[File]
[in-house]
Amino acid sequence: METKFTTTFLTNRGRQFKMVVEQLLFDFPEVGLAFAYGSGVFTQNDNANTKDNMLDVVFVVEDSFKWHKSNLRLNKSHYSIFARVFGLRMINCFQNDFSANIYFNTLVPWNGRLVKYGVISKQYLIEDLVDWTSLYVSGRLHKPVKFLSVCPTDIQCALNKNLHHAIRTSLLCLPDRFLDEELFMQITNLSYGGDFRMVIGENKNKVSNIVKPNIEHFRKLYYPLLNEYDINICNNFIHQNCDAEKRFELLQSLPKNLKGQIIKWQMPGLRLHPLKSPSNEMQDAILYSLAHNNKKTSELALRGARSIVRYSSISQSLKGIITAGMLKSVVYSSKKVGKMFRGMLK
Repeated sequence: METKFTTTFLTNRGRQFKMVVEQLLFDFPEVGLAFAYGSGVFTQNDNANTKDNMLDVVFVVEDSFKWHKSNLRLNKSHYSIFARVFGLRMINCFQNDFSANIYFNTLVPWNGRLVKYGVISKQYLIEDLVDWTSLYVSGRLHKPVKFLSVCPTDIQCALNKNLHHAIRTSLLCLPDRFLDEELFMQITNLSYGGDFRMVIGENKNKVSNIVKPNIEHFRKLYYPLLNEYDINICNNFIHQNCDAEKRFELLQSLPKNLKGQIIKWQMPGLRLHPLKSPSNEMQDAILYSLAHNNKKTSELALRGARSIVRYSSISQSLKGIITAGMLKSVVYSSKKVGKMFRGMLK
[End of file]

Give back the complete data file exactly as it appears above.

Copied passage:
[in-house]
Amino acid sequence: METKFTTTFLTNRGRQFKMVVEQLLFDFPEVGLAFAYGSGVFTQNDNANTKDNMLDVVFVVEDSFKWHKSNLRLNKSHYSIFARVFGLRMINCFQNDFSANIYFNTLVPWNGRLVKYGVISKQYLIEDLVDWTSLYVSGRLHKPVKFLSVCPTDIQCALNKNLHHAIRTSLLCLPDRFLDEELFMQITNLSYGGDFRMVIGENKNKVSNIVKPNIEHFRKLYYPLLNEYDINICNNFIHQNCDAEKRFELLQSLPKNLKGQIIKWQMPGLRLHPLKSPSNEMQDAILYSLAHNNKKTSELALRGARSIVRYSSISQSLKGIITAGMLKSVVYSSKKVGKMFRGMLK
Repeated sequence: METKFTTTFLTNRGRQFKMVVEQLLFDFPEVGLAFAYGSGVFTQNDNANTKDNMLDVVFVVEDSFKWHKSNLRLNKSHYSIFARVFGLRMINCFQNDFSANIYFNTLVPWNGRLVKYGVISKQYLIEDLVDWTSLYVSGRLHKPVKFLSVCPTDIQCALNKNLHHAIRTSLLCLPDRFLDEELFMQITNLSYGGDFRMVIGENKNKVSNIVKPNIEHFRKLYYPLLNEYDINICNNFIHQNCDAEKRFELLQSLPKNLKGQIIKWQMPGLRLHPLKSPSNEMQDAILYSLAHNNKKTSELALRGARSIVRYSSISQSLKGIITAGMLKSVVYSSKKVGKMFRGMLK